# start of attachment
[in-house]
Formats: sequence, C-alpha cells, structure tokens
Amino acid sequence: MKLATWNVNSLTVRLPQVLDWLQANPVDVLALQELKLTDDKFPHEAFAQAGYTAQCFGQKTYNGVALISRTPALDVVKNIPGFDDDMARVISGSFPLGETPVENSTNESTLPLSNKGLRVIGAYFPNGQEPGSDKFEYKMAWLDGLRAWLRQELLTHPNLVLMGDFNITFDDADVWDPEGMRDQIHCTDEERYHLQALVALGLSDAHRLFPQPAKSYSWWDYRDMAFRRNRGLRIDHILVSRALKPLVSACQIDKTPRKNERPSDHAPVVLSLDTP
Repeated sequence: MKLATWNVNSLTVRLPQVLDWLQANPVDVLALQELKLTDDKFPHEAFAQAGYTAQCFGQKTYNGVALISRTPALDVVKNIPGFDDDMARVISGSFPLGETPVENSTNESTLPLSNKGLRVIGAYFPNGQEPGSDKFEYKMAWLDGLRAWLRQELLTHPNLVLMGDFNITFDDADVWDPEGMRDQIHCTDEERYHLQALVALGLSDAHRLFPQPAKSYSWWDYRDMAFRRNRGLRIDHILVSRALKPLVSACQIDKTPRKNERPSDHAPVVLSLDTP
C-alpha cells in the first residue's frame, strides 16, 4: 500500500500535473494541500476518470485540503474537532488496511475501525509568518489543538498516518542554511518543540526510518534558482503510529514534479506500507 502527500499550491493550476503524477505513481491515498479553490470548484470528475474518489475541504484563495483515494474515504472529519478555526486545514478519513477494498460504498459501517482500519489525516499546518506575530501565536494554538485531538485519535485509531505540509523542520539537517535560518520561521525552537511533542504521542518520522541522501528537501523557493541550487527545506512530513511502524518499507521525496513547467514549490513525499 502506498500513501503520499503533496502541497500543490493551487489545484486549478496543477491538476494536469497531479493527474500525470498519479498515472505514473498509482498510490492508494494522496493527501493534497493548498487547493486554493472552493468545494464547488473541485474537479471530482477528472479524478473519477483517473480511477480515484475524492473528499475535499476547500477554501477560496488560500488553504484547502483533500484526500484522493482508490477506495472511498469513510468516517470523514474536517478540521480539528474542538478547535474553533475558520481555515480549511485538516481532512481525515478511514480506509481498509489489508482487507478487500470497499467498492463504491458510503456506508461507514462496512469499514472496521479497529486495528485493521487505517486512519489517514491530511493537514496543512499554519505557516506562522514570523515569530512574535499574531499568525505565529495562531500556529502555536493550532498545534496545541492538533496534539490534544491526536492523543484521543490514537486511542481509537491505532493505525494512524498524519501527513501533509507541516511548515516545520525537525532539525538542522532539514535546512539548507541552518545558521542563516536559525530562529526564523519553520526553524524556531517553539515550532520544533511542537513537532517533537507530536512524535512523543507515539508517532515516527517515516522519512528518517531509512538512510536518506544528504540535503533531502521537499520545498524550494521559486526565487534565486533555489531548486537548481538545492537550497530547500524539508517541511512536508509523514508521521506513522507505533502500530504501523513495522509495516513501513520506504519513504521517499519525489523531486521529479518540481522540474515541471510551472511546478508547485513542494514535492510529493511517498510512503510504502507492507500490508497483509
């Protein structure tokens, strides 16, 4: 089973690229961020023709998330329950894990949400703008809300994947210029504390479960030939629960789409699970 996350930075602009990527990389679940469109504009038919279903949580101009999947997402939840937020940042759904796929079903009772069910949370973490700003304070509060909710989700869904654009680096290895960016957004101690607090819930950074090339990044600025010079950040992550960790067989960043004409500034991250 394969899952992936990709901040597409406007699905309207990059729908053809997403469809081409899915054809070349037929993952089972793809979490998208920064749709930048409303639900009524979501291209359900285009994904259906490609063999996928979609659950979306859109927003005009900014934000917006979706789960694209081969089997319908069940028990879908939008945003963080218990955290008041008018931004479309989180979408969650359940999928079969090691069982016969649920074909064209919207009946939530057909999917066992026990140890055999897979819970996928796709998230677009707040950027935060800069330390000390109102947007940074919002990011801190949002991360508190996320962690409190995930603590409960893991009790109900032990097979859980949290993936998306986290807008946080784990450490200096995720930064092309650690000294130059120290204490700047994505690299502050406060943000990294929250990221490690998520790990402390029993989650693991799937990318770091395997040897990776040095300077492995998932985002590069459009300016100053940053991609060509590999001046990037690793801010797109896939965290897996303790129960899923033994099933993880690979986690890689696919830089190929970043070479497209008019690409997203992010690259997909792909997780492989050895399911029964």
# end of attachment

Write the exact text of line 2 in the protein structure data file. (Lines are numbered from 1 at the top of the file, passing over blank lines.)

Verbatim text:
Formats: sequence, C-alpha cells, structure tokens